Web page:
But Hiedler’s is a giving nature, and his wines – their wines now as dad works with his two sons –  aren’t capable of coquetry or withholding. This wine is a riot from the Jancis glass; it makes me think of a Loibenberg Smaragd from Alzinger or Knoll. But you can see I am grasping. There’s a paradox I perceive but can’t penetrate. This wine enacts a dramatically expressive refinement that also takes a furtive tingling glance toward the erotic.

A wine of such beauty enacts a kind of dissolving, as if it could melt away its bones and summon them back whenever it wanted. It is recumbent in your hands; it doesn’t so much hug you as drape itself over you, sweetly and formlessly, and suddenly you are mindful of the things you care most deeply about. Wine can be beautiful in many ways, but a wine like this is the opposite of magnificent. It encases you within a fluid peace. It’s a sensation I’ve often felt at Dönnhoff, and today I’m sitting in my kitchen and feeling it here.


2019 Ried Heiligenstein Riesling                                                     +

Full name Zöbinger Heiligenstein Erste Lage

We begin with some funk and TDN. It melts away in about 45 seconds, but it likes a wider glass.

It is also the most minerally profound Riesling Hiedler has made in the 27 years I have tasted the wines in detail. Mind you, I liked the voodoo-wicca stuff they did when Ludwig Sr. indulged his affection for botrytis in modest proportions. Those were fun variations on the Heiligenstein theme – but this is another order.

See? It seems corpulent and fiery after the more “divine” Gaisberg, and this is partly deceptive. Gaisberg is an ectomorph and Heiligenstein an endomporph. Looking at it through synesthesia, Gaisberg is ultraviolet, blues and such, while Heiligenstein is russets and oranges and tans.  It’s the wine of an Indian summer day in late Autumn, weirdly warm and the foliage humming colorfully.

This is exciting Riesling, generous and complex and visible. And there is also a sense that it isn’t saliently Riesling as much as it’s a particular statement of Heiligenstein. Hiedler had by his own admission a small holding in the vineyard, and not in the top part, so he can’t select as (say) Bründlmayer or Gobelsburg can, and this may be why his Gaisberg is a little more beautiful. And yet! 

Curiously this wine prefers the narrower glass, which seems to clarify its structure and highlight its minerality. I also tasted it after Gaisberg, and it should have been reversed. The wines are equivalent in quality, though for me, not exactly equal. There’s more showmanship in Heiligenstein and more purity in Gaisberg. Heiligenstein is a graveyard of dragons; Gaisberg is a graveyard of angels and brides.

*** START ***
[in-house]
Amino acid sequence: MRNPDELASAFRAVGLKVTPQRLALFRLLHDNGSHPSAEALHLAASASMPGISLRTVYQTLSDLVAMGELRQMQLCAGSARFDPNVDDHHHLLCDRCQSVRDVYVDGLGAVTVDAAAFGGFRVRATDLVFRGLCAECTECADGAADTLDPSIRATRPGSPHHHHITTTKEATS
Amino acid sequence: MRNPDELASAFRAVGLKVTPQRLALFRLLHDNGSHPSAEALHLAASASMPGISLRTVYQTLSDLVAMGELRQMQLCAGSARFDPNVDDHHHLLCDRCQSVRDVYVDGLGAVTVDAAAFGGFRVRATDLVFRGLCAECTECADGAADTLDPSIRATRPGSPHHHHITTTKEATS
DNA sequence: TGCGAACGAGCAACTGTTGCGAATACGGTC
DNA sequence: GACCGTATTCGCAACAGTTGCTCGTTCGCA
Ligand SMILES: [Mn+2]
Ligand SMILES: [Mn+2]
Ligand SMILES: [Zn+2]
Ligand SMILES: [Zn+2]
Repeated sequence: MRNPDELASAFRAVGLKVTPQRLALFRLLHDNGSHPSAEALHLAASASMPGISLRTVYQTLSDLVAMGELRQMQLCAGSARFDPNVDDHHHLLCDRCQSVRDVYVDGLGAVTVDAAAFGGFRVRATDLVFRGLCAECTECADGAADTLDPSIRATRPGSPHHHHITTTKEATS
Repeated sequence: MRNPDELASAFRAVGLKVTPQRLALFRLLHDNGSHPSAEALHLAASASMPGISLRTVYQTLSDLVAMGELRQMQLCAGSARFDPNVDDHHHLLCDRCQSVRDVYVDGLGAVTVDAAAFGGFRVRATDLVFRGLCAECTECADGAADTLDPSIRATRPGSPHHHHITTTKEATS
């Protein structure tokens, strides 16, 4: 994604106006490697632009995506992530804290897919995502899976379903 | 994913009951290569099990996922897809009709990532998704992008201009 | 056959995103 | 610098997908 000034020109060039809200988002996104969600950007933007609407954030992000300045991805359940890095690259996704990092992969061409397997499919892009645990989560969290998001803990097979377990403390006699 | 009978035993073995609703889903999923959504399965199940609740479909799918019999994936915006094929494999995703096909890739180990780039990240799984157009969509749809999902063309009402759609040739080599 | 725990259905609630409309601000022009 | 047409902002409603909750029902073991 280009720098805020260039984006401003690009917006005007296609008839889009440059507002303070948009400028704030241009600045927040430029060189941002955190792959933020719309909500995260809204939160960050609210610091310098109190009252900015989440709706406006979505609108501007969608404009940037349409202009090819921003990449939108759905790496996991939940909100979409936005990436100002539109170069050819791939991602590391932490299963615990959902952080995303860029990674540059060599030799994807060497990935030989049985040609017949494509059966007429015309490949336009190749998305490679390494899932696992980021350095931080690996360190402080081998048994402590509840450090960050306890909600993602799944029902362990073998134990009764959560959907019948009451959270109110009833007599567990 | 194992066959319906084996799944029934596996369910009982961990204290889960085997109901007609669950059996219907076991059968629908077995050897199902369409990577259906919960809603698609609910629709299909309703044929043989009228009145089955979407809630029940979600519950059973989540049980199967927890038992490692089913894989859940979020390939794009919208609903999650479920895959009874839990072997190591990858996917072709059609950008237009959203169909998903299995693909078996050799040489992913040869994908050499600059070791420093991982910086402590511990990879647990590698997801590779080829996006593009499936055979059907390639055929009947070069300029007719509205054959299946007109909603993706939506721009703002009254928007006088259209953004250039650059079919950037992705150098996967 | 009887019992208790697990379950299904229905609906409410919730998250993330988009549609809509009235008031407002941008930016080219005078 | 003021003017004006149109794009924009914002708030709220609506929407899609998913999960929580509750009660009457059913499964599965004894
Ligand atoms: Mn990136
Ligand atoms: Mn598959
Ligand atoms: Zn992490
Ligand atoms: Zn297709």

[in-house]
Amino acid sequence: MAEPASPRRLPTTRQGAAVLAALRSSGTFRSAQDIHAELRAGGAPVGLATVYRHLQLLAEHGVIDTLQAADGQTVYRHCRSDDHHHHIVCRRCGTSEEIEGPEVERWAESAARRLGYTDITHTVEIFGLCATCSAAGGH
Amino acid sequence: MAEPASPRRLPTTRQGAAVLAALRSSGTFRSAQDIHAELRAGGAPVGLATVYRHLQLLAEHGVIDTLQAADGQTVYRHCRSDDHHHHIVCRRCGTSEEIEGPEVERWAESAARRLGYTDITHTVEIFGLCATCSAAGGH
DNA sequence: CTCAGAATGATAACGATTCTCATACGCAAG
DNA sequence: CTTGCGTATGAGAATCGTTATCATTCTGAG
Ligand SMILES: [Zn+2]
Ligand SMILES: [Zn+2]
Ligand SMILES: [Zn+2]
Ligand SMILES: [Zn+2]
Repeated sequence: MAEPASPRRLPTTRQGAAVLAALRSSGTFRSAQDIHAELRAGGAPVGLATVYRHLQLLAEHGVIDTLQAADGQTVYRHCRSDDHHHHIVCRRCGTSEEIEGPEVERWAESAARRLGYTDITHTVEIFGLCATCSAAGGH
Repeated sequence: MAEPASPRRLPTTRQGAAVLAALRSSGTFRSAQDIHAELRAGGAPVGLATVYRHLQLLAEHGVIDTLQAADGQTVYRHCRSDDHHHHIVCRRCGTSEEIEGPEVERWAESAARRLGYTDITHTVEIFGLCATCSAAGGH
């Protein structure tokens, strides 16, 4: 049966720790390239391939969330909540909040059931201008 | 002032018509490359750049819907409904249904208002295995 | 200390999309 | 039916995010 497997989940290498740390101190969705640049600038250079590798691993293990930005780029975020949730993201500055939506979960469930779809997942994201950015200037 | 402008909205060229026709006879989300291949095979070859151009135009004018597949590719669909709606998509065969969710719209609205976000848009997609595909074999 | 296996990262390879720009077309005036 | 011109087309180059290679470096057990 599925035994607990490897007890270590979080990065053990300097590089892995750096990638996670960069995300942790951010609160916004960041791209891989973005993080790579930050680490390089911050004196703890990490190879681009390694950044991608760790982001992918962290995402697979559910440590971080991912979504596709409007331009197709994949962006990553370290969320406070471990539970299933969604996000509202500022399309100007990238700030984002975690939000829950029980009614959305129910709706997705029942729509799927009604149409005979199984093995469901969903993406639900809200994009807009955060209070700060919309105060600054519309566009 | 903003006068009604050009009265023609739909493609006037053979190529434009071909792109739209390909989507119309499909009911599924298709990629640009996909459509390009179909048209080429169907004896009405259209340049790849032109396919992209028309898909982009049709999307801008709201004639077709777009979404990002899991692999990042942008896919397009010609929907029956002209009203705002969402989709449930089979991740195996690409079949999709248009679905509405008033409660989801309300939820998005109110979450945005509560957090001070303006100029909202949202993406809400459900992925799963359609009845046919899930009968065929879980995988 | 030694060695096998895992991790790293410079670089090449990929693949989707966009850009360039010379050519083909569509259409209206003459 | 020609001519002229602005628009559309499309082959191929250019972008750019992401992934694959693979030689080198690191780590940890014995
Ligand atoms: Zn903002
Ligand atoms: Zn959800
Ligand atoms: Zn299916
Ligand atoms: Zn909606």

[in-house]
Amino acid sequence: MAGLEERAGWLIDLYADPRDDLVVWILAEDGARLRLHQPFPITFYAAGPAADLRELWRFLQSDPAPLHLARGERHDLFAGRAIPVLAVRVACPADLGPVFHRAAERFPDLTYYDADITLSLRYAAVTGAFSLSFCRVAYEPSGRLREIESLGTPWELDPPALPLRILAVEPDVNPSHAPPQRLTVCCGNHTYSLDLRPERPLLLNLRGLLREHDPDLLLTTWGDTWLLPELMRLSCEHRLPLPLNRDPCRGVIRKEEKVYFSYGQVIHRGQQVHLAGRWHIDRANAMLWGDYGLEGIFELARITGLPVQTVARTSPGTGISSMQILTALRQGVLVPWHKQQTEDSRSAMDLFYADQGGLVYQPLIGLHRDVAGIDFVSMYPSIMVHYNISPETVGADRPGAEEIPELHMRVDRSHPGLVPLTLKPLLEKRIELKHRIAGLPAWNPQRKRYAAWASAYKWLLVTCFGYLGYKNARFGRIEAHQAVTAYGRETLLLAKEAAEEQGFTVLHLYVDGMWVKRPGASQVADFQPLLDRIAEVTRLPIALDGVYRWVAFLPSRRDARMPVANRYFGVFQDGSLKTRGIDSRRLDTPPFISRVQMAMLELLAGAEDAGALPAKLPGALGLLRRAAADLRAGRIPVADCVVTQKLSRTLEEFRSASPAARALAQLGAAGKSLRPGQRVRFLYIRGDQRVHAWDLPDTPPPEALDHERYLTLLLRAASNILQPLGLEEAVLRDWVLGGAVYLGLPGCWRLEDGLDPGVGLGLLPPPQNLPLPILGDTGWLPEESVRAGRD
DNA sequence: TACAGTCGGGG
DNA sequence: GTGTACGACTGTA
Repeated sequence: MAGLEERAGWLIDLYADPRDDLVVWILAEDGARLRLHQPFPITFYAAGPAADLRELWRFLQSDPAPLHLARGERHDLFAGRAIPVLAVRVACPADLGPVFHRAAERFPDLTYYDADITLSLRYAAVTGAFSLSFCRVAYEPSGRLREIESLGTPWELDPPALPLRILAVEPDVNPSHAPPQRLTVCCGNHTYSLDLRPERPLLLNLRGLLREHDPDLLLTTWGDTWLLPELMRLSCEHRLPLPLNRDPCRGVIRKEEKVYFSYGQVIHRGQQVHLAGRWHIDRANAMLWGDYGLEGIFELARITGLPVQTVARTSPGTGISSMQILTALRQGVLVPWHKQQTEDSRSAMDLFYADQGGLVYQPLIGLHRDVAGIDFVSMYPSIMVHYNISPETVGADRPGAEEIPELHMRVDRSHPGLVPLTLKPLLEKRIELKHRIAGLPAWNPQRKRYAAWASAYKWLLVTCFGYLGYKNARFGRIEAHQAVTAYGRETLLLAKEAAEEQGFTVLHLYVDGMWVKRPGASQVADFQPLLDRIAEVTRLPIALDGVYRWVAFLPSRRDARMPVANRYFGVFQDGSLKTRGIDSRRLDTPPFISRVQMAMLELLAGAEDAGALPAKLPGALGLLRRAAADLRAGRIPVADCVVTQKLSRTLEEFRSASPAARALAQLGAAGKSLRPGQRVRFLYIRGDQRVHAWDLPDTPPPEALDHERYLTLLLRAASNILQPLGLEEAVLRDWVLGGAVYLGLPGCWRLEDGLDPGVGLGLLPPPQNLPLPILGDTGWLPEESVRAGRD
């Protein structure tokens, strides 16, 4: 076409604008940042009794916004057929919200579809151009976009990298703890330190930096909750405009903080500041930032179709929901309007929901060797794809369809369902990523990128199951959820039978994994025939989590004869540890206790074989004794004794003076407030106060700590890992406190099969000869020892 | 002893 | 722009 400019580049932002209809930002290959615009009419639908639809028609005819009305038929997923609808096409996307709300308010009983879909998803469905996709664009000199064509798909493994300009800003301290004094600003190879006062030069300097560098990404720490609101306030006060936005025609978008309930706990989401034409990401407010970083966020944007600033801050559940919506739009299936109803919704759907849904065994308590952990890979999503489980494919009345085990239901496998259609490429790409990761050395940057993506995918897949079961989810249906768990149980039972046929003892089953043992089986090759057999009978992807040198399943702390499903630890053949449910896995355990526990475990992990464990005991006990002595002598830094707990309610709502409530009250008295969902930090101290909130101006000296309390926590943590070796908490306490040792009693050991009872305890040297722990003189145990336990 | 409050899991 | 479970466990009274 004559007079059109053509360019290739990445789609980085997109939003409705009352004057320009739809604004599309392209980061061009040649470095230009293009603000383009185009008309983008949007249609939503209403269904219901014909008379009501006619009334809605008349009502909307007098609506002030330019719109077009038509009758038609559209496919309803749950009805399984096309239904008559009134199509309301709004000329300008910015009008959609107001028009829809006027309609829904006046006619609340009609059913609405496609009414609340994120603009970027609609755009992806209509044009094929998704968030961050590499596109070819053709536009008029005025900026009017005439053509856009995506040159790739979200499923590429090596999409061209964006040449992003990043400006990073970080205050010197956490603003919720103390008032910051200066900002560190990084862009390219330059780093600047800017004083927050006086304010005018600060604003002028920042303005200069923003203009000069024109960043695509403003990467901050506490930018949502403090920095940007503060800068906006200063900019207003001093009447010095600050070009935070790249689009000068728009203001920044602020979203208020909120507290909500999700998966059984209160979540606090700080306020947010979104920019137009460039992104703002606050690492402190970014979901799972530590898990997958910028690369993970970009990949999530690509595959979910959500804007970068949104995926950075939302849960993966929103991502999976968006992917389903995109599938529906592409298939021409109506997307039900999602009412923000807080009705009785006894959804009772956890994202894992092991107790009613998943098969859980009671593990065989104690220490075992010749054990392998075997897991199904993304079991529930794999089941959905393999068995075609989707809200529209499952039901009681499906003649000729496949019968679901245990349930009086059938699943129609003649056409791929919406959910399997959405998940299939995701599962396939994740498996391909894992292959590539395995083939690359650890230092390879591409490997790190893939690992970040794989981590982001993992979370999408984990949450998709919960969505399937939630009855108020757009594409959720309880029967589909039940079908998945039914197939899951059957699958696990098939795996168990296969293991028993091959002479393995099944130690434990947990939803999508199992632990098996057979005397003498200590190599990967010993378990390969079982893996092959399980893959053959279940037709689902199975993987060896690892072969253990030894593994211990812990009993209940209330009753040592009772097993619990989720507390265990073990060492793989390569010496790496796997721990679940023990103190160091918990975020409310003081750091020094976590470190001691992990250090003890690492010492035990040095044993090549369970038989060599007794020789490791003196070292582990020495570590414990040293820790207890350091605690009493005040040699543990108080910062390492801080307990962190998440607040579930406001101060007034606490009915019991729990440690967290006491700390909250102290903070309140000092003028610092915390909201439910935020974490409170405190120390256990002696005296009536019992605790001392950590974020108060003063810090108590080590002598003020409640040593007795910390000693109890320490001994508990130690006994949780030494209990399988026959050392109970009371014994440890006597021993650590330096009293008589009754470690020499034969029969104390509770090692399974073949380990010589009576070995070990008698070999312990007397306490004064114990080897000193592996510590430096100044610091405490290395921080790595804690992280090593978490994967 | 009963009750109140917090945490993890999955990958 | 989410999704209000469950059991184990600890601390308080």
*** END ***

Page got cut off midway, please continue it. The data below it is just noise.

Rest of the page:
2019 Riesling Maximum                                                             ++

An old-vines selection from various vineyards, and here we leave the grape as far behind as possible. This is an Yquem of dry Riesling! This is not entirely fanciful; it’s as much Semillon as Riesling, in its overripe fig and pintade stock and squash bisque and overall unctuousness. Lees and cask play their roles also, and the result is a gorgeous polyglot of Rousanne and Gros Manseng and Viognier (and Semillon) who have come to party with Riesling, such that they glom into a euphoric soup where you can’t isolate them any more.

Except that in the final analysis, and wonderfully, you can. As the wine sits in the glass and as you watch its progress over your palate, the limey spine of Riesling makes itself visible, you didn’t see it coming because you were up to your throat in succulence and blinded by the hedonic incandescence. But there it is. Riesling! Chirping with its little bird voice, out from under all the savor and sauce, all the malt-sweetness of the smidge of botrytis we can glean, and the allure it brings with it.

I like it best from the smaller glass; it’s more Riesling-y. I like the snappy green spine it pours into the langoustine lushness and I like how it seems to win the race against the demi-glace richness.

I have spent two and a half hours now, tasting five Rieslings, and even by my turtle-like standards, this is slow. But the wines pulled me in, and I still wonder if I have done them any sort of justice. One doesn’t approach Hiedler thinking “Today I shall encounter a splendid flight of grandiose Rieslings,” and yet….one does.

Many years ago Ludwig Hiedler (Sr.) made a remark I’m sure he’s regretted ever since, not least because I kept rubbing it in his face. “I’m not really a man of Riesling,” he said, and I knew what he meant. He was more somatically and sensually attuned to Pinot Blanc and GrüVe, they were his native idioms, and his key was their keys. Except that again and again, his Rieslings were outstanding. What to make of this?

Now we have Ludwig (Jr) “making” the wines, and the young man is stirring about the edges, a little more attuned to the particularities of Riesling than perhaps his dad was, a little less tolerant of botrytis, a little less patient with corpulence. He is still a Hiedler and these aren’t wholesale changes, but if I can quote myself (in a rare instance of a perfect image), young Hiedler’s pizza has a little less cheese on it. It’s still cheesy but it isn’t gooey. 

And based on the evidence of the last 3-4 vintages, I think we must include Hiedler in the group of Riesling growers to whom attention must be paid. Because what I’m seeing here today is an order of magnitude greater than the (very good!) GVs and Pinot Blanc I tasted yesterday. Time will tell, as it tends to do.

But here, time affirms the first impression. Maybe it’s the vintage, but honestly I don’t think so. The GV and Pinot Blanc are excellent, and the Riesling is transporting, sublime.